It's been at least ten years since I initially read the book, and re-reading it brought some amusing surprises. The first was an impression that this must be a second edition, since so much was unfamiliar; I assumed she had added new material. I was wrong: this was the original. It finally dawned on me that of course it seemed new - at the time of my first reading I was simply incapable of absorbing much of what she was plainly relating because my own experiences had not developed enough to take it in. I was literally blind to it.
The second surprise was amusing in a different way. As I finally closed the book at the last page I could only chuckle at the presumptuousness of my own attempt at writing of the energies in this blog, a realization that it was all there in her book, clear and precise and deep, and how could I possibly add anything to the subject??? A humbling moment indeed.
Yet here I am, scribbling on a college-ruled notebook because... well... I have to explore this mystery on my own, have to further clarify it for myself, and just as importantly for you, my readers. Spinning webs of interlocution seems to be almost instinctual to us humans, and me being one of us humans, I apparently can't help myself.
In the book Dorothy breaks up her account into five sections, one of which is titled 'Walking in the Two Worlds'. This phrase struck home to me; I am indeed walking in two - better yet, three - worlds. In one I pay rent, I chitchat, engage in political and philosophical discussions, laugh and joke with others, commiserate over troubles. In other words, the public face of who I am among all with whom I come into contact. But there is a second world running parallel alongside this public face, the personal world I've been tentatively trying to share in this blog - the mysterious world of the energies that have become my constant companion and, apparently, my invisible evolutionary engine. Call it Kundalini, call it Orgone, call it whatever you like; this dog has grabbed me in its jaws like a stuffed toy, and it won't quit shaking.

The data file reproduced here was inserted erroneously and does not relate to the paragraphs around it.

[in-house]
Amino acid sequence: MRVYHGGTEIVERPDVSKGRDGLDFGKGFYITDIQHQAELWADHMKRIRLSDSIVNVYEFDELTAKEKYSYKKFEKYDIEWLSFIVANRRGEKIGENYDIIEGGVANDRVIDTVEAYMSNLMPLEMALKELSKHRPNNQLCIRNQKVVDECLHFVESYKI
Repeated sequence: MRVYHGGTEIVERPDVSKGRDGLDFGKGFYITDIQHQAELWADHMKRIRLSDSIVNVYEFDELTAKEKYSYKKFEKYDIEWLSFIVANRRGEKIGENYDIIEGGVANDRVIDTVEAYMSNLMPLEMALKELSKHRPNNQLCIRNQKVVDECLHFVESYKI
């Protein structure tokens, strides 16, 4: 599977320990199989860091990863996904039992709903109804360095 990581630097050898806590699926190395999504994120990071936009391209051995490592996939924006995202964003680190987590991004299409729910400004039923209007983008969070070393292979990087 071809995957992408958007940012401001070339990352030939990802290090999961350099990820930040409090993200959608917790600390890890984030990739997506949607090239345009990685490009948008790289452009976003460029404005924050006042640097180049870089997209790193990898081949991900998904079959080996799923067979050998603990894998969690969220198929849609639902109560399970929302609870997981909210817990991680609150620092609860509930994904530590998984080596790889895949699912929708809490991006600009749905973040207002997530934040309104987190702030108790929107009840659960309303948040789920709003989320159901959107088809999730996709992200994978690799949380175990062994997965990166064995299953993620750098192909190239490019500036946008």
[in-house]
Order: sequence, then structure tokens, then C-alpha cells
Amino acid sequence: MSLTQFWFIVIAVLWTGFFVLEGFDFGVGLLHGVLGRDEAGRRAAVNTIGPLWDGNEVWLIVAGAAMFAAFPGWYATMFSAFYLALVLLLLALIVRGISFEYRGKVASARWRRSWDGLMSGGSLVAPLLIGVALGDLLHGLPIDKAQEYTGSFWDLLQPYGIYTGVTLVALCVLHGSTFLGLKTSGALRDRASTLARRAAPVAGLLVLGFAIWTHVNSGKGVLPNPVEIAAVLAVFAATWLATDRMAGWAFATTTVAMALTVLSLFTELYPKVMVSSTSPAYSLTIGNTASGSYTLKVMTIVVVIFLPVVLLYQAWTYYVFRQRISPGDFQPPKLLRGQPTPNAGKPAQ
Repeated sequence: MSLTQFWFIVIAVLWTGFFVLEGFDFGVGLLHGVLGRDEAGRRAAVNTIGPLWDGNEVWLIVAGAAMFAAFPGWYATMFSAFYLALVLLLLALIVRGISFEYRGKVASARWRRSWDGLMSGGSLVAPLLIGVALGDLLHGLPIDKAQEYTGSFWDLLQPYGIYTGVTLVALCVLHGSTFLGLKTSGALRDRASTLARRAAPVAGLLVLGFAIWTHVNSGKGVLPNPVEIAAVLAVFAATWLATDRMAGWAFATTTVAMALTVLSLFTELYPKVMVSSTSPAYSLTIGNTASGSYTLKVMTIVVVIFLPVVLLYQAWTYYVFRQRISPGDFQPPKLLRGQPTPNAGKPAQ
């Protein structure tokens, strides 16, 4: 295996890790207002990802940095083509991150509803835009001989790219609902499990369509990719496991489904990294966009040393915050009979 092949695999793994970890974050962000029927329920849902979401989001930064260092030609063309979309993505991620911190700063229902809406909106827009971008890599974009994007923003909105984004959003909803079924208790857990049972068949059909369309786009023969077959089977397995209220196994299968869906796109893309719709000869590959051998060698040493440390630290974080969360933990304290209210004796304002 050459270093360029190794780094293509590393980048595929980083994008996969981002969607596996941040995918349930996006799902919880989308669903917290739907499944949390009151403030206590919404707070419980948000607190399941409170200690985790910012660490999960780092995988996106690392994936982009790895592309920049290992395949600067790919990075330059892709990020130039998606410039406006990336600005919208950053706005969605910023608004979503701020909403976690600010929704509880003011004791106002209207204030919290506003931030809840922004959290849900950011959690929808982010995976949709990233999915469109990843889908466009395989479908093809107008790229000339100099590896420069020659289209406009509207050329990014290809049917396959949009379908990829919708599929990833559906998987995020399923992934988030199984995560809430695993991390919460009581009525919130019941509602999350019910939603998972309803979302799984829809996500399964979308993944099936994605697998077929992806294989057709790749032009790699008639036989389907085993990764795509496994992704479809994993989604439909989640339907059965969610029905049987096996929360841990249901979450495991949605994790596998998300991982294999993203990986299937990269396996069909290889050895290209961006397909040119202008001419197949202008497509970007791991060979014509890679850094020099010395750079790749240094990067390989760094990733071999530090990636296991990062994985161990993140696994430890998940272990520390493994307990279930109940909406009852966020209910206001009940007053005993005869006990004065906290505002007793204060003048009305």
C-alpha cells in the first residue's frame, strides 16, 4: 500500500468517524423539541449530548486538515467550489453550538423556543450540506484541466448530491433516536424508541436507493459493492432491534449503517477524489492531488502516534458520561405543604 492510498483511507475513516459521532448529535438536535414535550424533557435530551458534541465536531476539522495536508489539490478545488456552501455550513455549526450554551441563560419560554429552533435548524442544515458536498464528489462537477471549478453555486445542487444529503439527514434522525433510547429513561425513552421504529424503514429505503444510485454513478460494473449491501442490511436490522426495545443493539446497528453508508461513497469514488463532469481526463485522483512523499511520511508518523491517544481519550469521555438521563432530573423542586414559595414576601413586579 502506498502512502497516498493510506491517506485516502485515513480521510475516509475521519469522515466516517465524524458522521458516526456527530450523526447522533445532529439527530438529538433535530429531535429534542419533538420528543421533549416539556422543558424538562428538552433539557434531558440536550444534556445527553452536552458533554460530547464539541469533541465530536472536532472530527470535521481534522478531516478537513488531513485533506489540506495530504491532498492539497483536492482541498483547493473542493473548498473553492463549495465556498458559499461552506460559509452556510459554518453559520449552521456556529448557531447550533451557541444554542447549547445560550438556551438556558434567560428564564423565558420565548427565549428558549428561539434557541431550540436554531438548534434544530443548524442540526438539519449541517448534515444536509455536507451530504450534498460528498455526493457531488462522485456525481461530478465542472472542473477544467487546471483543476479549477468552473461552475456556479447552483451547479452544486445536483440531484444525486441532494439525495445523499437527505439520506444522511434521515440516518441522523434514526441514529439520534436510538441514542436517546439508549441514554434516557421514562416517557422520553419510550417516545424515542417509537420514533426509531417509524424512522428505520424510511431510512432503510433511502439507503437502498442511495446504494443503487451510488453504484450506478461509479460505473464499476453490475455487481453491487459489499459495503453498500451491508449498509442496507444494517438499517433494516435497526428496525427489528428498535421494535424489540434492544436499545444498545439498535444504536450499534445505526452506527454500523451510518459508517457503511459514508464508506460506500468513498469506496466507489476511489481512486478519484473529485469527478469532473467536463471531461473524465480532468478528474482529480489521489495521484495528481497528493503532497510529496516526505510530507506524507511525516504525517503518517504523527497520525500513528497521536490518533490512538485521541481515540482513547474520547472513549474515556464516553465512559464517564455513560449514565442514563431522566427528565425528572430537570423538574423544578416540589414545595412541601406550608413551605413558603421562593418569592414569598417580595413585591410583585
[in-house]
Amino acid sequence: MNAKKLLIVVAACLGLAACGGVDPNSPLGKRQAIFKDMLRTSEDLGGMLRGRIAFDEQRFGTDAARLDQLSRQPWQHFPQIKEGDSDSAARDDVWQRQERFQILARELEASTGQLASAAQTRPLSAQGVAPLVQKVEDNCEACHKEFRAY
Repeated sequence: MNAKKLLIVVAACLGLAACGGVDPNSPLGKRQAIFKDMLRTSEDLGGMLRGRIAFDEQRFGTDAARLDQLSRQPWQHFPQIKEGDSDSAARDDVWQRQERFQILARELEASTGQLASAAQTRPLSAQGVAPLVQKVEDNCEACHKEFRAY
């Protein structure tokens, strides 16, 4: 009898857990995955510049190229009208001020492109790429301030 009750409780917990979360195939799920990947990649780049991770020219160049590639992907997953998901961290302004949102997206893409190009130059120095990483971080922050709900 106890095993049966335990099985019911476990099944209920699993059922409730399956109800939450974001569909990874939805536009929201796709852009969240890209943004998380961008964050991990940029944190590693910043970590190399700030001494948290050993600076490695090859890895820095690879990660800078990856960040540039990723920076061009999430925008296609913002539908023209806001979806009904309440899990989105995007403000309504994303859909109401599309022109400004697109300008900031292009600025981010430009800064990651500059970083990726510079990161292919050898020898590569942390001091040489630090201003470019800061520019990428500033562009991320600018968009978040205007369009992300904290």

There's a third world I'm walking in as well, but I'll come back to that later. What's interesting here is that feel of the differing yet parallel worlds Dorothy so simply and clearly enunciated. This world of Kundalini is astonishing, bewildering, incredibly intense; yet my feeble attempts at communicating the experience seem almost trivial and pointless. It took three years from its inception for me to get up the nerve to share it with anyone! There is something about it that is simultaneously deeply personal and profoundly impersonal, a dichotomy that is impossible to explain. Over time I've slowly opened up quite a bit, yet I've found there are very few who are receptive, much less understanding. Outside of Dorothy I've personally met only one person who has started down the path into this mysterious world, and she was introduced to me by Dorothy! I've often thought, if I could just share the experience with this or
that person it would rock their world, turn them around, open them to
new possibilities (in fact, in the Hindu tradition there is a method for
doing this, labeled Shaktipat, which involves a Guru or Master
transmitting the experience to a disciple, often through the laying-on
of hands. I can't do this, and even if I could I would likely defer).
Don't get me wrong, I'm not feeling sorry for myself. On the contrary, I'm grateful and excited; and to be honest I feel undeservedly blessed. But this world of Kundalini I'm inhabiting, of coursing bodily energies, of real personal transformation despite my myriad failings, does not sync well with the rest of the external world. And that's a shame. And thus, I walk in the two worlds... oh wait, I said three worlds, didn't I?
To be continued...